SG- Could be hard to believe, but my relationship with the patients has been, the most of the time, very natural: an intense and human meeting. Of course it is always very difficult for them to accept an external presence inside the very protected environment of the clinic. Moreover, eating disorders are also a sickness of the eye, a mistake in the self representation. If they accept to be photographed, they give me the responsibility and the priviledge to tell their story through my eyes. For this magic to happen, we both need a long time for getting to know and trust each other. Like in the normal everyday life, some of them didnt like me, some I didnt feel confortable with, some of them are now good friends of mine, others Ive lost traces through the years.
PHE- What objectives do you hope to achieve with this work?
SG- A few days ago, in Madrid, I had the opportunity to see Dorothea Langes exhibition in Photo Espana. In a video dedicated to her, she said something that sounded like: Photography is not the object of our work, but the consequences of photography are the object.
So, if the consequencies of this work could be to give a key of understanding of this desease and through comprehension avoid the isolation these people are left into, that would be a great success.
PHE- How has your work evolved since you began until today?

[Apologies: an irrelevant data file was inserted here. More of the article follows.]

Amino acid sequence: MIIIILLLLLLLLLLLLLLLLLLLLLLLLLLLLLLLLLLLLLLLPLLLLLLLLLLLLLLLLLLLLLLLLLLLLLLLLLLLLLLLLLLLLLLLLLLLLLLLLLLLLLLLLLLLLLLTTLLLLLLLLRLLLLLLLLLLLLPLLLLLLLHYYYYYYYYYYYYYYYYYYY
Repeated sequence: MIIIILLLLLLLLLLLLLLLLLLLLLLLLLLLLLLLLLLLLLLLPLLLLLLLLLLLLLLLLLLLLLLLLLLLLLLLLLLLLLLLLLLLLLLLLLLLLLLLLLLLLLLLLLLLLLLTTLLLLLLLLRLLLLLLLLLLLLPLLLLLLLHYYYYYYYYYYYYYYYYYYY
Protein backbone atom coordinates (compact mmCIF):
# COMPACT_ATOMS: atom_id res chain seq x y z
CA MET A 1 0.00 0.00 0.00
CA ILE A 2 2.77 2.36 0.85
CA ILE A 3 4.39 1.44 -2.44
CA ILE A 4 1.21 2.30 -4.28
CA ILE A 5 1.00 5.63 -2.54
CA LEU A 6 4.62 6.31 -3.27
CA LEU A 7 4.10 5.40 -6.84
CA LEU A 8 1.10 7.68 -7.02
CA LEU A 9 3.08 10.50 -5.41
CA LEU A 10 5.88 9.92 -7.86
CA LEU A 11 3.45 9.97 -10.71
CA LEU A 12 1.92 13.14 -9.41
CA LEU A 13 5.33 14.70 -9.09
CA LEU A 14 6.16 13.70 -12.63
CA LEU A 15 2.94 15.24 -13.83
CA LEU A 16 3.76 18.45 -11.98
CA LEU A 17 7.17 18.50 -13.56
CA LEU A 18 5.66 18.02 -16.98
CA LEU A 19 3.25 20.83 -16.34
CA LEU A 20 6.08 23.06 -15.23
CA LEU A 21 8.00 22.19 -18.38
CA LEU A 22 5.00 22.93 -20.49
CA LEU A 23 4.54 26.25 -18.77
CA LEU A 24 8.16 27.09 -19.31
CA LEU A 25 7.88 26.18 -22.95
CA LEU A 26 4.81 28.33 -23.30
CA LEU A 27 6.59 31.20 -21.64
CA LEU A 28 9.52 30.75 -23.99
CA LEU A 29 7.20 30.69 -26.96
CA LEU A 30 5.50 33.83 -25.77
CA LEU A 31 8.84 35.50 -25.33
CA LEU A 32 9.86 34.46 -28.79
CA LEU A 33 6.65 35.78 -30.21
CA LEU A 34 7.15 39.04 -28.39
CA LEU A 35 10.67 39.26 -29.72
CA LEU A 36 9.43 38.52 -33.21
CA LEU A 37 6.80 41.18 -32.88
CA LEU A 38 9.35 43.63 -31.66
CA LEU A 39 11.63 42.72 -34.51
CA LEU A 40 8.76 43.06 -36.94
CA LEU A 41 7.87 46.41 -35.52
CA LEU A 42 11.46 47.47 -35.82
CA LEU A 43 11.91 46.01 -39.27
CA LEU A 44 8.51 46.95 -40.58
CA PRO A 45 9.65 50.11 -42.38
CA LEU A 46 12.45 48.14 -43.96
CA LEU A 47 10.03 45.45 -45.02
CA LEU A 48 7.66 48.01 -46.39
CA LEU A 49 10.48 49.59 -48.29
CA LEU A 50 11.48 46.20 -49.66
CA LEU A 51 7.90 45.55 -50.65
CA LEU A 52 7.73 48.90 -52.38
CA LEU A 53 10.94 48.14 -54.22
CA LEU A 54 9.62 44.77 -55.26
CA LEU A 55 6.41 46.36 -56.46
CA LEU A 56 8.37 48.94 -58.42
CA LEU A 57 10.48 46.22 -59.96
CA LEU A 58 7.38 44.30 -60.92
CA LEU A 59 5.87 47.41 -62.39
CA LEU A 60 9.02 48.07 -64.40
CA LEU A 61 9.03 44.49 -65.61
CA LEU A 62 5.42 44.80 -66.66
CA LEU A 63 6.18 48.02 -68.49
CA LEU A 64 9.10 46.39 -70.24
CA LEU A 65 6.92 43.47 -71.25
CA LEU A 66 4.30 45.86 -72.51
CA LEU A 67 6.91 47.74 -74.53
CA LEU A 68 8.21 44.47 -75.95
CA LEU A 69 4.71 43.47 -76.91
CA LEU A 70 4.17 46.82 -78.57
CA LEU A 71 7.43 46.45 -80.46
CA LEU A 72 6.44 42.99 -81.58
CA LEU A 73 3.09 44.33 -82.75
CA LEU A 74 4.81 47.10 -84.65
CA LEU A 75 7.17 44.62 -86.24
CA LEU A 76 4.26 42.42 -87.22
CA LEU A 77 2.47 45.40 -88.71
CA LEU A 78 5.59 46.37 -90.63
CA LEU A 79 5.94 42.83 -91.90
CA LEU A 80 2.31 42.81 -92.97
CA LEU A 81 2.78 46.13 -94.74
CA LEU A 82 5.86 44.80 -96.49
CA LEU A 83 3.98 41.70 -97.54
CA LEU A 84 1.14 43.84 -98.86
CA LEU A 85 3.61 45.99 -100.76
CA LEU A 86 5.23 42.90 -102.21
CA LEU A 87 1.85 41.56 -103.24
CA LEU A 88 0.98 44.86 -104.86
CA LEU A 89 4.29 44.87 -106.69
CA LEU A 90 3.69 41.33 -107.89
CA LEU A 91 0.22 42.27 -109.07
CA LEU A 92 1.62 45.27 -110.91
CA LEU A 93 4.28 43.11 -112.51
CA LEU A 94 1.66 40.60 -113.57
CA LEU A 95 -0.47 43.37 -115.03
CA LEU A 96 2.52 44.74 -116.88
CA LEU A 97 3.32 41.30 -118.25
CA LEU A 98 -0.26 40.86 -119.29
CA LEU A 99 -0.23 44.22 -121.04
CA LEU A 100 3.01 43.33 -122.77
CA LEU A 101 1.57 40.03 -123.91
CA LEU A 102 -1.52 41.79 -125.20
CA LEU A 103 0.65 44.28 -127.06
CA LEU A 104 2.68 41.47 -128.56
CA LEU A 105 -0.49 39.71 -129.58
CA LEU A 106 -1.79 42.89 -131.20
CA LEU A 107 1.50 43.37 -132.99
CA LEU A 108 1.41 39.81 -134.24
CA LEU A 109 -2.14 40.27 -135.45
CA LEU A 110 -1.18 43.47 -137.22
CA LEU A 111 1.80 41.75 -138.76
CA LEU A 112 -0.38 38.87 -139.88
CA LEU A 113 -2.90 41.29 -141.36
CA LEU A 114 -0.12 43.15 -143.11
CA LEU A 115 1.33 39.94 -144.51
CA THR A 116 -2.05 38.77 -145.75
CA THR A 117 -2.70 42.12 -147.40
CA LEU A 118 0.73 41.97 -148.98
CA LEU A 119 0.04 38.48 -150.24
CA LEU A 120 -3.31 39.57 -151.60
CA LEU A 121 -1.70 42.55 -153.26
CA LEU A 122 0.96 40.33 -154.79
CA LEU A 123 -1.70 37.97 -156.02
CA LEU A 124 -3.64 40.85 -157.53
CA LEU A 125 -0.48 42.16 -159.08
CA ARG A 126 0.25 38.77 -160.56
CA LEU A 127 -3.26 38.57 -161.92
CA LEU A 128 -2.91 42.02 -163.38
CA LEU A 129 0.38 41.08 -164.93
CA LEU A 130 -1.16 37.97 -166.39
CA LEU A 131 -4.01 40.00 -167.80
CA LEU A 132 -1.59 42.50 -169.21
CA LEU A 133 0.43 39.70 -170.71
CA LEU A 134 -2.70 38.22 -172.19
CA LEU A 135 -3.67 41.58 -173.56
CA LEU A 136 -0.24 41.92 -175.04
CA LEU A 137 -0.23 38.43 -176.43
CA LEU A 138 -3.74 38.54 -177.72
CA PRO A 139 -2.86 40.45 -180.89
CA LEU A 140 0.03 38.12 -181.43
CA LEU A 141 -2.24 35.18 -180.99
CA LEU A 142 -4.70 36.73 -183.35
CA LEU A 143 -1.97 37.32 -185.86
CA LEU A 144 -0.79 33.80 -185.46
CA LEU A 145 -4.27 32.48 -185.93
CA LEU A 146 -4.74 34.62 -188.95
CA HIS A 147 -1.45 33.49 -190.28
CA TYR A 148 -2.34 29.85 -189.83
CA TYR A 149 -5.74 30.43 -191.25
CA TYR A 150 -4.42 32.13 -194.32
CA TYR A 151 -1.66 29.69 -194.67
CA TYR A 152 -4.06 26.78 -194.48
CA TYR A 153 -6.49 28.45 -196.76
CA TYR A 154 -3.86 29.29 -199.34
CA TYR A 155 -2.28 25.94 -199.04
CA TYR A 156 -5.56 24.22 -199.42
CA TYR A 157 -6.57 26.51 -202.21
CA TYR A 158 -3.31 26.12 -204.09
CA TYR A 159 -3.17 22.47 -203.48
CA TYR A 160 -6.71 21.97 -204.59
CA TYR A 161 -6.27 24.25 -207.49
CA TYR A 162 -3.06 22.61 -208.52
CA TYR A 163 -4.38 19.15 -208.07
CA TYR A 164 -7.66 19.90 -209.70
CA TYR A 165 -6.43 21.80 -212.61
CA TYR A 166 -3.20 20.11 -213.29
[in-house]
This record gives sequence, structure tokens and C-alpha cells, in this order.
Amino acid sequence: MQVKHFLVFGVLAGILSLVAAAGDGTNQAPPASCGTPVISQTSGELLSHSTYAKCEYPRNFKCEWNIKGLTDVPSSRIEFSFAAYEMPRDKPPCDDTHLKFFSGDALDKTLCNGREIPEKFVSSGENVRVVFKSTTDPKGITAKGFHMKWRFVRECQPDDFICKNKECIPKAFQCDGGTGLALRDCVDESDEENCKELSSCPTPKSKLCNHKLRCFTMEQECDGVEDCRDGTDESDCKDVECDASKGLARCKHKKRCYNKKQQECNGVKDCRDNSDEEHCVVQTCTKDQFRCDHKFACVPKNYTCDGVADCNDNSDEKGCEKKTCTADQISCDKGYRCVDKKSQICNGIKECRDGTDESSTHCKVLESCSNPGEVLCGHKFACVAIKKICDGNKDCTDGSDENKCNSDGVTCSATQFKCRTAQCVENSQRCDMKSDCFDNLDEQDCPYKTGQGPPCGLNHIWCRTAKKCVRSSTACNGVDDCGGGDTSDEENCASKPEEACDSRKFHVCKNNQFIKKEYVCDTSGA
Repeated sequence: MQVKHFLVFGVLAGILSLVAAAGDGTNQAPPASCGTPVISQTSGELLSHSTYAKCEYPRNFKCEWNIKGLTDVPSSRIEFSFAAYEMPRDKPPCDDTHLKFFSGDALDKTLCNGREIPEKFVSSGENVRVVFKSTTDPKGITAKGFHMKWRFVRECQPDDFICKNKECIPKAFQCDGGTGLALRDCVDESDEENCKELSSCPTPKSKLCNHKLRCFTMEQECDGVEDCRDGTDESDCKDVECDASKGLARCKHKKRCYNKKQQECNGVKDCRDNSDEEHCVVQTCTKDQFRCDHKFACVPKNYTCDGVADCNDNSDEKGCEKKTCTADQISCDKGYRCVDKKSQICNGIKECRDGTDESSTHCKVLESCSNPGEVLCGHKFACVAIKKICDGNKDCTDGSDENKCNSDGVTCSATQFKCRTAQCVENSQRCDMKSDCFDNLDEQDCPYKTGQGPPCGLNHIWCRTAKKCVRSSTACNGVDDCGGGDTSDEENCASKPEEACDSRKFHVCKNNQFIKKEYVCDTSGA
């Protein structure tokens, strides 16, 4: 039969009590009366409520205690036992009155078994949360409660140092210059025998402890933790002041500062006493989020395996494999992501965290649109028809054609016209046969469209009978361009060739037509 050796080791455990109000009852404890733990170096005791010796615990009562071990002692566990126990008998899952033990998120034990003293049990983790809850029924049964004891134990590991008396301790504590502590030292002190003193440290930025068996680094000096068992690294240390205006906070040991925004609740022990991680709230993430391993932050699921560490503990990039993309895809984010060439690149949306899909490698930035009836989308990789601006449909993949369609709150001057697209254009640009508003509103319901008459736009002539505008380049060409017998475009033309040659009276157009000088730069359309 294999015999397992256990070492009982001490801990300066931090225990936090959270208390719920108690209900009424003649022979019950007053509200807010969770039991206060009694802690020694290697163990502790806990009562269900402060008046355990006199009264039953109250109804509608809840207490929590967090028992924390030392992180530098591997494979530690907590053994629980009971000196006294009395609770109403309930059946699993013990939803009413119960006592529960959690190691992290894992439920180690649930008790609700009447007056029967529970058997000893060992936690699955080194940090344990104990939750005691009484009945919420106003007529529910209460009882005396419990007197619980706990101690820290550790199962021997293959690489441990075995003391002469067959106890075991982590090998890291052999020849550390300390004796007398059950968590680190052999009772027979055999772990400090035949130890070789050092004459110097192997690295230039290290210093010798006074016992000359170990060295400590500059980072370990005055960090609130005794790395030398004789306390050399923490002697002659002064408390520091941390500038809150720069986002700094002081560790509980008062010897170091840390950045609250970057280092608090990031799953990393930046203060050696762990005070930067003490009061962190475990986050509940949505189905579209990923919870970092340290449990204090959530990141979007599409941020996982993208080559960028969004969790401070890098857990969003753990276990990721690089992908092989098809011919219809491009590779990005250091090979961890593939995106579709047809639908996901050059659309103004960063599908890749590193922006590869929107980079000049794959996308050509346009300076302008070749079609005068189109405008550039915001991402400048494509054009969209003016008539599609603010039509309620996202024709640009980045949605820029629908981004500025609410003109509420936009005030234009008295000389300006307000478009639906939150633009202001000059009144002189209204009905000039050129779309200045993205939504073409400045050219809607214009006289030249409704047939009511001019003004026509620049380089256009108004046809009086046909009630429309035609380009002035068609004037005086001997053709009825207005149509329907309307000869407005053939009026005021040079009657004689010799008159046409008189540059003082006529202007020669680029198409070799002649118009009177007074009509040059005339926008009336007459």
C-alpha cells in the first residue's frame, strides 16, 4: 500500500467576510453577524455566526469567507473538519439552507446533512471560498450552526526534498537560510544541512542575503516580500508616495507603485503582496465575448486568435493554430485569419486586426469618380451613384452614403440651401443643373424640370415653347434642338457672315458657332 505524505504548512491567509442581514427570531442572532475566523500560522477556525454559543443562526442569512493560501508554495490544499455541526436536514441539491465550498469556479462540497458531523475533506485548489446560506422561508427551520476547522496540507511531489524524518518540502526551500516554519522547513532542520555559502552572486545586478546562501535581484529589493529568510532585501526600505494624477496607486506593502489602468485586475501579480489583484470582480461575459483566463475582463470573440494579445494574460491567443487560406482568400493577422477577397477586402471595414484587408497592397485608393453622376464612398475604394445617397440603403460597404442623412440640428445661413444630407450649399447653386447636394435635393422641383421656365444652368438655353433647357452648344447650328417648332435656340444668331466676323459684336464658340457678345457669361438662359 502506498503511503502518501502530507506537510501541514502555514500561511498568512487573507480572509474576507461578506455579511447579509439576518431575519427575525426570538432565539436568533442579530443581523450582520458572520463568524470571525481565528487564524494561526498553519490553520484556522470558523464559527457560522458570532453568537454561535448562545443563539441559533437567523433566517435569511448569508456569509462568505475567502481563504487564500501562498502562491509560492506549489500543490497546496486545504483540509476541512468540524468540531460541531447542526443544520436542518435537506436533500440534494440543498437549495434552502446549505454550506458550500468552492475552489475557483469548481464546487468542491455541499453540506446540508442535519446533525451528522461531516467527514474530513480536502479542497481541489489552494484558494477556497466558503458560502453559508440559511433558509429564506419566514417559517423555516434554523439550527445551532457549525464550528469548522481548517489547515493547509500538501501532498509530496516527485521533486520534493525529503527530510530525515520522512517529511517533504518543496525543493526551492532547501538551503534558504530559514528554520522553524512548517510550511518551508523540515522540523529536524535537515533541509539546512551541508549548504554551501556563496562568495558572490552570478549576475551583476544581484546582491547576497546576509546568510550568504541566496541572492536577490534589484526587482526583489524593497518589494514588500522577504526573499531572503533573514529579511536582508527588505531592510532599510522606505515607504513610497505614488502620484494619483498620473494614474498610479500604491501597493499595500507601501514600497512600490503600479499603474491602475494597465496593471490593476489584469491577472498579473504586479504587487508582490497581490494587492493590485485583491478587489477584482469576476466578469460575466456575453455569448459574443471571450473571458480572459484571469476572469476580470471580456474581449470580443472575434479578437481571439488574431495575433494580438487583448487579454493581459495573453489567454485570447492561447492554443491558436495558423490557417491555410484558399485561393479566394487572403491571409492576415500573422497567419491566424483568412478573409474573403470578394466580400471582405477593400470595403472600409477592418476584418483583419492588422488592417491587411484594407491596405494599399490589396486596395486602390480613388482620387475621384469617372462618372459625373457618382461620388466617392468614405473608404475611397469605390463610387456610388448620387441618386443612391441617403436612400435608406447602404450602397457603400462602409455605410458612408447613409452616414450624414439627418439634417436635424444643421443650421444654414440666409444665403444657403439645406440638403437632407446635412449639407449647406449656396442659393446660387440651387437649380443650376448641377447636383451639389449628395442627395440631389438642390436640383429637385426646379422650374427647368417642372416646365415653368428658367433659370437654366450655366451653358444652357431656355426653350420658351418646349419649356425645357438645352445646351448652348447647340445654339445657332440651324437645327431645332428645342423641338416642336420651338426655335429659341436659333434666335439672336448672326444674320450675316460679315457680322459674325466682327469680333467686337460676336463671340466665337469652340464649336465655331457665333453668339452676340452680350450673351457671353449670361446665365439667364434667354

SG- Well, maybe its too early to talk about a real evolution. Hopefully my work is still evolving, since its only a few years I begun my journey. The real change was three years ago, when I quit my job as a bartender to commit myself to photography, but changes are always very slow and grow somewhere between your head and your stomach through experience.
PHE- You have won the PHotoEspaña Ojodepez Award. How do you feel about this?
SG- Very honoured and very surprised! And of course this award is giving me new strenght to go on with the project besides all the practical and psycological difficulties.
PHE- Which of your projects was the most difficult to face?
SG- I guess exactely this one. Odd days project has been my first and my longer reportage so far. Moreover, it was my first work involving an intimate relationship with my subjects and the facing of the pain of the others, as Susan Sontag would call it. I keep questioning myself how can I stand in front of such pain, as a photographer and as a person. The edge is very subtle and often I have to drop my camera down, and let life take over. I ask myself how my work can be useful in a time where people are overexposed to any kind of tragedy, and nothing really remains. Im still working on finding my answers.
PHE- What projects are you currently working on?
SG- At the moment Im taking some time more to work on Eating Disorders, trying to close the circle and going back to visit some of the first people I met in 2007.
Ive also started to record some video interviews, because lately I felt the lack of words. Im not a great videomaker, but the stories of these people are a really striking document and need to be preserved.
At the same time, Im working on my personal research project, called Aftermath, a sort of dark fairytale on childhood, which always goes along with all my reportage work.
PHE- What are your plans for the future?
SG- I tend not to plan too much, and rather hit on" a new theme. I just keep an eye on the red thread of my work, that is woman condition and violence, in all the forms it appears.